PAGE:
You may find this chest design very practical for your needs; it is manageable in size and can be (relatively) easily reconfigured for various tasks.
A Traditional Tool Chest Design that I had built earlier had served me well on numerous occasions, but I often found that I did not need the capacity (and therefore the weight) that it offered. There had to be a better design for my situation considering the thousands and thousands of woodworkers who had gone before me…and there was! At that time, Tools: Working Wood in the Eighteenth Century, was an exhibit happening at Colonial Williamsburg. On page 20 of the catalog that accompanied the exhibit, were illustrated two chests sold by London ironmonger William Hewlett and referred to as “Gentleman’s Tool Chests”. One of those chests was purchased in 1773; the three pictured here below were from an 1816 catalog illustration, and at the top of this page is a version from an 1852 catalog, so you can see that over time, this practical design proved itself an enduring one.
Not shown here is that these chests could be purchased fully loaded with tools; in fact the 1852 example at the top of this post was listed as containing the following:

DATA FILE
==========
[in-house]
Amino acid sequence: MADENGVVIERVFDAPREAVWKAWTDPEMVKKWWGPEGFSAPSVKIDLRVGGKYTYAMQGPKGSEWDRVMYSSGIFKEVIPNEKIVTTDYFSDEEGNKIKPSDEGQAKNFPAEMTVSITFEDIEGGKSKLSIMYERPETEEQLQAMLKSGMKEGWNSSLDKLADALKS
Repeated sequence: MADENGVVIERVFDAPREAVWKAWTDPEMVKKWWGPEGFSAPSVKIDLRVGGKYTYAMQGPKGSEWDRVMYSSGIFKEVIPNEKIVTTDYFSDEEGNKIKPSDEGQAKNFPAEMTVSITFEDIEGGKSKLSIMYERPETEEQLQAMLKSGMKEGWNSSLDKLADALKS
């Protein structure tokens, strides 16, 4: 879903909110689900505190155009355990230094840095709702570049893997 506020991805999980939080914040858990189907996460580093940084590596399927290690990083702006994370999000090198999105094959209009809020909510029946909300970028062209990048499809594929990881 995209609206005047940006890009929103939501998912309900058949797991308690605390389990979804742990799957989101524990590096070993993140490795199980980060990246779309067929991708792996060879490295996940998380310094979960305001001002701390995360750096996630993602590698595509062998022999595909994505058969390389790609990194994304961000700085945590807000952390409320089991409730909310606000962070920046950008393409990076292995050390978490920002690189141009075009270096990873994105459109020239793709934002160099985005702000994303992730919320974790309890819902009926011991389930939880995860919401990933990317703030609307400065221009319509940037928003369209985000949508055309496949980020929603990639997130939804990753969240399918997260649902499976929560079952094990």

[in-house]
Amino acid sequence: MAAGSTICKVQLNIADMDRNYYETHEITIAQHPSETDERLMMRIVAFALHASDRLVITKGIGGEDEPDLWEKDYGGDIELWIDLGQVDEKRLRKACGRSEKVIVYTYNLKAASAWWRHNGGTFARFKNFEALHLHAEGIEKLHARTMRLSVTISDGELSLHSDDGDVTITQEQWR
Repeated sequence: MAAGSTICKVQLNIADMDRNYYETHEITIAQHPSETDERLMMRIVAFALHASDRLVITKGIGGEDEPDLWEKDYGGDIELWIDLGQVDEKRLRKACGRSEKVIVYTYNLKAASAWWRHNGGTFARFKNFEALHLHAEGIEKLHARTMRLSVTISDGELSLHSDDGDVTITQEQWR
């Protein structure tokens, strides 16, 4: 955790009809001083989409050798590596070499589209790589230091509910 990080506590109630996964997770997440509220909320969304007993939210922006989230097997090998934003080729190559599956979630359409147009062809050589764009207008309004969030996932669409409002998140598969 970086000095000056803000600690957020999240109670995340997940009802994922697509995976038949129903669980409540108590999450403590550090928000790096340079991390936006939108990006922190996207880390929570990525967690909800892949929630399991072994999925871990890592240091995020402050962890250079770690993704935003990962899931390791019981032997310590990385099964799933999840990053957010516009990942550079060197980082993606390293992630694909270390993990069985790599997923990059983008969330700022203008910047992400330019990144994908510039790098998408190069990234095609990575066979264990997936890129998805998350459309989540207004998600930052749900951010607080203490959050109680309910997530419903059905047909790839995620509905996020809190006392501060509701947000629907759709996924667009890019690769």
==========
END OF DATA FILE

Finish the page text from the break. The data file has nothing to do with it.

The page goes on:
Its relatively shallow depth made this chest especially appealing to someone with shorter arms, like myself. Its a great design to experiment with, you can purchase a couple of nice, clear, pine 1 x 12’s and make a test version to suit your particular measurements before you commit to that quartersawn oak, curly maple or quilted cherry. I made mine of a solid mahogany; early catalog examples were usually made of oak, or could be purchased fancy veneered with mahogany crotch.
A great learning tool as a one-on-one project experience
In the late 90’s I offered this chest as a class project and nine dedicated souls spent one night per week over several weeks building their own chests. Of course there was a lot of homework involved. Each student brought the tools that they wanted to fit inside their new chests, and we designed around those items for a custom case. The example below is a chest that was built during that seminar. I’m still considering offering this tool chest as a one-on-one project, as it involves so many useful techniques. If you’re interested in building one, Contact me and we can discuss the possibility.
My version 2.0 is still in daily use…
I do not travel out as much as I once did, but my Gent’s Chest still sees frequent use. I removed the lid and placed the chest on a shelf behind my bench, giving me easy access to useful tools. If I would need to travel, it is relatively easy to reattach the lid for use on the road. I was lucky to have this chest on hand for my back-bench; I would have had to build something very similar to its form make my workspace more practical.